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A transient electromagnetic analysis of groundwater on the Utah-Arizona border

Vander Vis, Tanya (2017) A transient electromagnetic analysis of groundwater on the Utah-Arizona border. Masters thesis, Northern Arizona University.

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Groundwater is often the primary water source for municipal and agricultural purposes, especially in the arid and semi-arid southwestern United States where surface water is limited. Understanding subsurface structure and groundwater flow is an essential part of managing this limited resource, however, it is often difficult and expensive to obtain extensive subsurface data. The purpose of this study was to better understand the Navajo Sandstone Aquifer in the region south of the East Fork of the Virgin River in southern Utah and north of Pipe Spring National Monument in northern Arizona. This was accomplished by using transient electromagnetics (TEM) to define the depth to the water table and to determine the location of the groundwater divide between the East Fork of the Virgin River and Pipe Spring National Monument. The Navajo Sandstone Aquifer is important regionally as it supplies water to the National Park Service (NPS), the Kaibab Paiute Tribe, and local communities, as well as, numerous springs that feed the Virgin River and Pipe Spring National Monument. A transient electromagnetic survey was conducted using an in-loop configuration and 30 receiver locations. This method was chosen because it is inexpensive relative to drilling costly wells and is highly sensitive to groundwater systems. Results from modeling the transient response show the groundwater divide ~1500m south of the Utah-Arizona border. The National Park Service is interested in the location of the groundwater divide because, in Utah, Zion National Park has rights to water that flows through park boundaries and these rights extend to the groundwater system. Subsurface information from this study can be used to inform future policy decisions.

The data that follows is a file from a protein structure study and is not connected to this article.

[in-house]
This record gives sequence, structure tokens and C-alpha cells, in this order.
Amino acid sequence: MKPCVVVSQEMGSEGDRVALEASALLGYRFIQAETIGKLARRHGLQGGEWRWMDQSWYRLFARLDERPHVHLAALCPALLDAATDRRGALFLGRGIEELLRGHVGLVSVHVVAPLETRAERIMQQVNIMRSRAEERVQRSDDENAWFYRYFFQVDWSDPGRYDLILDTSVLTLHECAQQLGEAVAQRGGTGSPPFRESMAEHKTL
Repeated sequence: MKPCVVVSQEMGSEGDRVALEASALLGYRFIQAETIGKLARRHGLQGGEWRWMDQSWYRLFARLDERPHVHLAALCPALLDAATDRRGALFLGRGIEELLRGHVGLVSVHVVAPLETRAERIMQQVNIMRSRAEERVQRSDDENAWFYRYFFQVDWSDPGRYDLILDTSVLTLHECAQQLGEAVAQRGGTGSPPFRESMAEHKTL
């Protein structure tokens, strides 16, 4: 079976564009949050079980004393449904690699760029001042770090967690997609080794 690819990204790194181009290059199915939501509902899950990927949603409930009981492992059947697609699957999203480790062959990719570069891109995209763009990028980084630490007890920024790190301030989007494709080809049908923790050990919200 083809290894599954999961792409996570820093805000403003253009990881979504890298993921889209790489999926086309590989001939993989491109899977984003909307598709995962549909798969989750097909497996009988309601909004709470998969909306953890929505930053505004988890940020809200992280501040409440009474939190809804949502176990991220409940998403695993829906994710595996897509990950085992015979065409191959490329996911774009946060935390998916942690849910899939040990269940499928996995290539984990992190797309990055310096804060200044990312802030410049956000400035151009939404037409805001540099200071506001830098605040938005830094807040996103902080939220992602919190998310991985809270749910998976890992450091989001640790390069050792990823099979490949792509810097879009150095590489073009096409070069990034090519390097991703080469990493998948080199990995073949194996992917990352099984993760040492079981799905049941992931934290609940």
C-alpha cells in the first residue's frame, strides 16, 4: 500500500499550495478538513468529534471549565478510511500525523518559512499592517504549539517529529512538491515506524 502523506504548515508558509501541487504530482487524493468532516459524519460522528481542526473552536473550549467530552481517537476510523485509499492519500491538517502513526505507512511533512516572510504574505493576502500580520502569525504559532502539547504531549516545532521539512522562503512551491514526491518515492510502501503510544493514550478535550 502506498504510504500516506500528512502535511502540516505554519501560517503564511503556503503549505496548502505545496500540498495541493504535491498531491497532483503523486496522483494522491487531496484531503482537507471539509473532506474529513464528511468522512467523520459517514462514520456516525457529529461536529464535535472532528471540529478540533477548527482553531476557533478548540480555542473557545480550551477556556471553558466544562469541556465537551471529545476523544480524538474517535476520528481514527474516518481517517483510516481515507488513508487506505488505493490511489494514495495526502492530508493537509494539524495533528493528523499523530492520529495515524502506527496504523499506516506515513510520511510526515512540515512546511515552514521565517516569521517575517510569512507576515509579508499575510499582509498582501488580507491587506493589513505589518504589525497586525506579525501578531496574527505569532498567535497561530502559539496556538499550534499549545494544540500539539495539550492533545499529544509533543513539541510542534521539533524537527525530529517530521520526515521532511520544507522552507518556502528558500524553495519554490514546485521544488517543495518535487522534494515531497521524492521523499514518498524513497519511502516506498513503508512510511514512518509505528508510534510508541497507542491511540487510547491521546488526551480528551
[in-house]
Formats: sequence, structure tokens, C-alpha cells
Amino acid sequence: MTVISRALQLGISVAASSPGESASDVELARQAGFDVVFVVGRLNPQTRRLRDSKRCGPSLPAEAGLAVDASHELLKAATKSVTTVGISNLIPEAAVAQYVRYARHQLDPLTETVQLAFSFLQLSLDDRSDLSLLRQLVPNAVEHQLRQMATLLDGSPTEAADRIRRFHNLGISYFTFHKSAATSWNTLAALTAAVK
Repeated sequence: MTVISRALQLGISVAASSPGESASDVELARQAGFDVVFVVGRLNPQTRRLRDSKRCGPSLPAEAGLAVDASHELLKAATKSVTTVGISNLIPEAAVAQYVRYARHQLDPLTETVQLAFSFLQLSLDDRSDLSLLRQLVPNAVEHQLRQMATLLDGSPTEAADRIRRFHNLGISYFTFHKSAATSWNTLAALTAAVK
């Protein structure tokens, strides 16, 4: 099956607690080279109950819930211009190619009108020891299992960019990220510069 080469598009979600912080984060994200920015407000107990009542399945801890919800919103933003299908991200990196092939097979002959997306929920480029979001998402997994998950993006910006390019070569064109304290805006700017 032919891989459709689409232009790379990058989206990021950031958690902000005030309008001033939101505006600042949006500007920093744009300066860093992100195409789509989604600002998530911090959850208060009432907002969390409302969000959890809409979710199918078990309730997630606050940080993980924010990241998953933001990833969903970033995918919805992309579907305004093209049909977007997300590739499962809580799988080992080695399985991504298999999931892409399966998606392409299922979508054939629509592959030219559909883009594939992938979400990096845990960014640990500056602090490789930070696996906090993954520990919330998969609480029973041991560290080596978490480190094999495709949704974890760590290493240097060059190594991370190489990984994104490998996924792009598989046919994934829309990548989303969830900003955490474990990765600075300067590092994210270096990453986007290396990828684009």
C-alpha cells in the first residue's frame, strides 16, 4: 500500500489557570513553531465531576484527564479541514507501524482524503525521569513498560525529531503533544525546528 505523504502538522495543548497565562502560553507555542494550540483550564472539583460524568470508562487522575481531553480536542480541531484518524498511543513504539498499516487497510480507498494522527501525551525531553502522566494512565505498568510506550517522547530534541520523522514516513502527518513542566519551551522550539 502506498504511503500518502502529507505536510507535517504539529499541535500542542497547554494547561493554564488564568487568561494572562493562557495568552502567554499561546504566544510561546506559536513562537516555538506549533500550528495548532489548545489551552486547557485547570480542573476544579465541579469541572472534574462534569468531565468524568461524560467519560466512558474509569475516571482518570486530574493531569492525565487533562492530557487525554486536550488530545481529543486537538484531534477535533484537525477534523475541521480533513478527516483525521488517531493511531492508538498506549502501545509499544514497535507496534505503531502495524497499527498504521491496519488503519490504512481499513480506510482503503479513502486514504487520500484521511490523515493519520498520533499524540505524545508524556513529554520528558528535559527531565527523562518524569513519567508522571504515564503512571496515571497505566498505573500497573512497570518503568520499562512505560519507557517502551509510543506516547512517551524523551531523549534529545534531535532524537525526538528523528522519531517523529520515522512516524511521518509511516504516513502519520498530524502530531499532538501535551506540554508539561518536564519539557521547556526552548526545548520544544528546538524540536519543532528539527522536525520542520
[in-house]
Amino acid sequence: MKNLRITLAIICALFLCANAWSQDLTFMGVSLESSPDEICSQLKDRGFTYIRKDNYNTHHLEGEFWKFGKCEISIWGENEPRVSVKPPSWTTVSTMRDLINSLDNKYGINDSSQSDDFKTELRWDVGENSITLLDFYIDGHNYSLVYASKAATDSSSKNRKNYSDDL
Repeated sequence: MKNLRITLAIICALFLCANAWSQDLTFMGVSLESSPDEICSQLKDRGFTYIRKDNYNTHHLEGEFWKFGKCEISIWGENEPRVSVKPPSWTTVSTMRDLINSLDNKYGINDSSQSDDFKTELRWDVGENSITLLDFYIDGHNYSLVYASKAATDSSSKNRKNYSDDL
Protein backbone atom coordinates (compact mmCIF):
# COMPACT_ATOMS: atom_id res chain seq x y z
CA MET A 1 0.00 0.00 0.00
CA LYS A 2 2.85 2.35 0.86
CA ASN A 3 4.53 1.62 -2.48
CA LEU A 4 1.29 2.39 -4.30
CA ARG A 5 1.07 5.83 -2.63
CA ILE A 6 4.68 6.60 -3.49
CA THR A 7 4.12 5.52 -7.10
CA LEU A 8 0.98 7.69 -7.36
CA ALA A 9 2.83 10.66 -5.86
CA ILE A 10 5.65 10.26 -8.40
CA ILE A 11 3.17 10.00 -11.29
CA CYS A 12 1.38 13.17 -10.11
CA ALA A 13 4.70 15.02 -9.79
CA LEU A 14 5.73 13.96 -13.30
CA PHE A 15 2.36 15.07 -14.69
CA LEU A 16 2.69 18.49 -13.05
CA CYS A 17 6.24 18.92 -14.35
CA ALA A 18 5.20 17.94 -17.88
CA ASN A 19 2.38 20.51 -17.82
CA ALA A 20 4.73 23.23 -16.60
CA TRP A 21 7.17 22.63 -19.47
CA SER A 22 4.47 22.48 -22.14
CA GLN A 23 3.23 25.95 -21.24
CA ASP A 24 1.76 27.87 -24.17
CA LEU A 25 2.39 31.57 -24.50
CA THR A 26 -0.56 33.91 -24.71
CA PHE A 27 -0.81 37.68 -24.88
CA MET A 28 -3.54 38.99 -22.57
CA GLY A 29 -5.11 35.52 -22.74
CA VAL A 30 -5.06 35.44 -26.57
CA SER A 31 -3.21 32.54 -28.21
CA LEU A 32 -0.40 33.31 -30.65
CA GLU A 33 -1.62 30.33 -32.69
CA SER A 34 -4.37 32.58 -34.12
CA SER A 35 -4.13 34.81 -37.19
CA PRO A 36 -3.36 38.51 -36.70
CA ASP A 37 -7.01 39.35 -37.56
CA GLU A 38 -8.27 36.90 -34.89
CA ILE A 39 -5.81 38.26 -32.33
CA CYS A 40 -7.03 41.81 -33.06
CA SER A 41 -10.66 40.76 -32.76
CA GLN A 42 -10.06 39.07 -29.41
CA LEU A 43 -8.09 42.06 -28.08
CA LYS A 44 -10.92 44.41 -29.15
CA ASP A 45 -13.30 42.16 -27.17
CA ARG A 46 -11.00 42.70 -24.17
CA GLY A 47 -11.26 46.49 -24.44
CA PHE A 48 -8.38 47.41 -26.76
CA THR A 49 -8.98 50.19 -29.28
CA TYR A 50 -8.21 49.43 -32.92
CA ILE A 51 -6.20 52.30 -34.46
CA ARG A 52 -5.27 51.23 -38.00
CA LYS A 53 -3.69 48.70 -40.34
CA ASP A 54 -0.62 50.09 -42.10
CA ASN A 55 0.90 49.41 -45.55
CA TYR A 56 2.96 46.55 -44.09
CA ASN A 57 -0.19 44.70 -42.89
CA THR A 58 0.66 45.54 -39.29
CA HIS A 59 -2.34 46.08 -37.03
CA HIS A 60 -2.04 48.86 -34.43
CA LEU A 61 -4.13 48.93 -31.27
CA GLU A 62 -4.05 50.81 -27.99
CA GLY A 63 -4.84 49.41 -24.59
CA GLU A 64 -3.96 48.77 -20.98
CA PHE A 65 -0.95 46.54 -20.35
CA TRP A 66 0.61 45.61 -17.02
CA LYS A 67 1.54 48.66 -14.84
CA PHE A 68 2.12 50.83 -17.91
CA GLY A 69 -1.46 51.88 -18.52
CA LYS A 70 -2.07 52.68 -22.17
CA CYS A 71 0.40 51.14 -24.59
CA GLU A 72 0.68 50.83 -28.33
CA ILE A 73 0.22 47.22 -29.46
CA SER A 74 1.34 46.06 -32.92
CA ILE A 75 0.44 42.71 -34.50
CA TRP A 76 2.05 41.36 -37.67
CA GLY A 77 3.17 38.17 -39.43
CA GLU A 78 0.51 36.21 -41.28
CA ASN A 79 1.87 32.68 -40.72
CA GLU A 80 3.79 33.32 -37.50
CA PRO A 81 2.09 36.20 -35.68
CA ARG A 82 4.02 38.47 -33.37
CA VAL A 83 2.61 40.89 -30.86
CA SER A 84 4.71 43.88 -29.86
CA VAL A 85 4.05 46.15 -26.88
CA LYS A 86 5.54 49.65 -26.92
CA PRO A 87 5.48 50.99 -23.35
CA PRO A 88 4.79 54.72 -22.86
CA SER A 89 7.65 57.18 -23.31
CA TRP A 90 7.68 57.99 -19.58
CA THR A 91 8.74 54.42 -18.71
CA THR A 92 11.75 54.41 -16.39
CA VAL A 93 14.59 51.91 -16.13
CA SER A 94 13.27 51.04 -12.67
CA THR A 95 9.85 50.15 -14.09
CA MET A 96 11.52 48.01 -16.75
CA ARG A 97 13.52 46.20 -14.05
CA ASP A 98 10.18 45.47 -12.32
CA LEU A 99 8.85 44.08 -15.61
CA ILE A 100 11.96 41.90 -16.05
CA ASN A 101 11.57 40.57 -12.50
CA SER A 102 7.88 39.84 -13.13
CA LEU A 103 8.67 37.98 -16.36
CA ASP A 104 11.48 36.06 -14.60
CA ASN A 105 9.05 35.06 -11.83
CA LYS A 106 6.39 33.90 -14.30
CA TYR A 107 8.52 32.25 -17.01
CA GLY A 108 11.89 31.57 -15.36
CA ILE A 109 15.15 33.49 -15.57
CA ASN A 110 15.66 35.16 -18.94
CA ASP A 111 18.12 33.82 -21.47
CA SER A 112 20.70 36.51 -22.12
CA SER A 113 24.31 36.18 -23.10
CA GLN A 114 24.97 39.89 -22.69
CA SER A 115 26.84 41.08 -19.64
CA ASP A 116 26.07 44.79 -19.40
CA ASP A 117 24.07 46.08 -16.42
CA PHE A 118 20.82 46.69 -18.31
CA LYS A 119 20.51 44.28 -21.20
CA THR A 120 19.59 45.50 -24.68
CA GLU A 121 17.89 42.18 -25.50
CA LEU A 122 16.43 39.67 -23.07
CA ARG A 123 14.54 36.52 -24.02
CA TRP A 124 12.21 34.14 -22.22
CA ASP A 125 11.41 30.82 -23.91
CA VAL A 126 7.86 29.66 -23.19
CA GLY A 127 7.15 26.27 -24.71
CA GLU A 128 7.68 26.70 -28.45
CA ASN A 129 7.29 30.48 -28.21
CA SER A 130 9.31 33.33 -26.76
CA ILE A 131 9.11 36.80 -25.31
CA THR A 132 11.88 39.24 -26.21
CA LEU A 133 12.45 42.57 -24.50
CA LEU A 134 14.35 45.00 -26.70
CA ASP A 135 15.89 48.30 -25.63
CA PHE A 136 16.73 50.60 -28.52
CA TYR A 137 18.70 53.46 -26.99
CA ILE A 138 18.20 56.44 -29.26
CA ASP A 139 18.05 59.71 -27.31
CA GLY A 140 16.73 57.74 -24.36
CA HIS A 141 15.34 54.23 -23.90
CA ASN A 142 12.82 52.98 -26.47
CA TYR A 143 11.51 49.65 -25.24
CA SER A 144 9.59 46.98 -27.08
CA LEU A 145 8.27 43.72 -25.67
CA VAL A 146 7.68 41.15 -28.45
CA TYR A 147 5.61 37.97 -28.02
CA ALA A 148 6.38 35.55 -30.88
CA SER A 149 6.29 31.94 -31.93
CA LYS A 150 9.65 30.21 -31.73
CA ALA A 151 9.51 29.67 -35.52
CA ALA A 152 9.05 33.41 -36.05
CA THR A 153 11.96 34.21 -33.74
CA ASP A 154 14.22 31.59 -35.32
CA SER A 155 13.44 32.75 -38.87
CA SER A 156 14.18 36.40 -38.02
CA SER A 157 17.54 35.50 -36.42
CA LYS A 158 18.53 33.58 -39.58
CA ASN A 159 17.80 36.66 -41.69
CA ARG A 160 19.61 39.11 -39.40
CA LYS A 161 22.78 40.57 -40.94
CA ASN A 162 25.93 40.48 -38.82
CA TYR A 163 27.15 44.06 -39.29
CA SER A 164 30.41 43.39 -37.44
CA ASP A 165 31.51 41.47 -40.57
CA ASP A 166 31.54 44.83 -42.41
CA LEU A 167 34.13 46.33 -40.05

Item Type: Thesis (Masters)
Publisher’s Statement: © Copyright is held by the author. Digital access to this material is made possible by the Cline Library, Northern Arizona University. Further transmission, reproduction or presentation of protected items is prohibited except with permission of the author.
Keywords: Geophysical method; Navajo Sandstone; Northern Arizona; Southern Utah; Transient electromagnetic
Subjects: Q Science > QE Geology
NAU Depositing Author Academic Status: Student
Department/Unit: Graduate College > Theses and Dissertations
College of Engineering, Forestry, and Natural Science > School of Earth Sciences and Environmental Sustainability
Date Deposited: 21 Mar 2018 04:35
URI: http://openknowledge.nau.edu/id/eprint/5202

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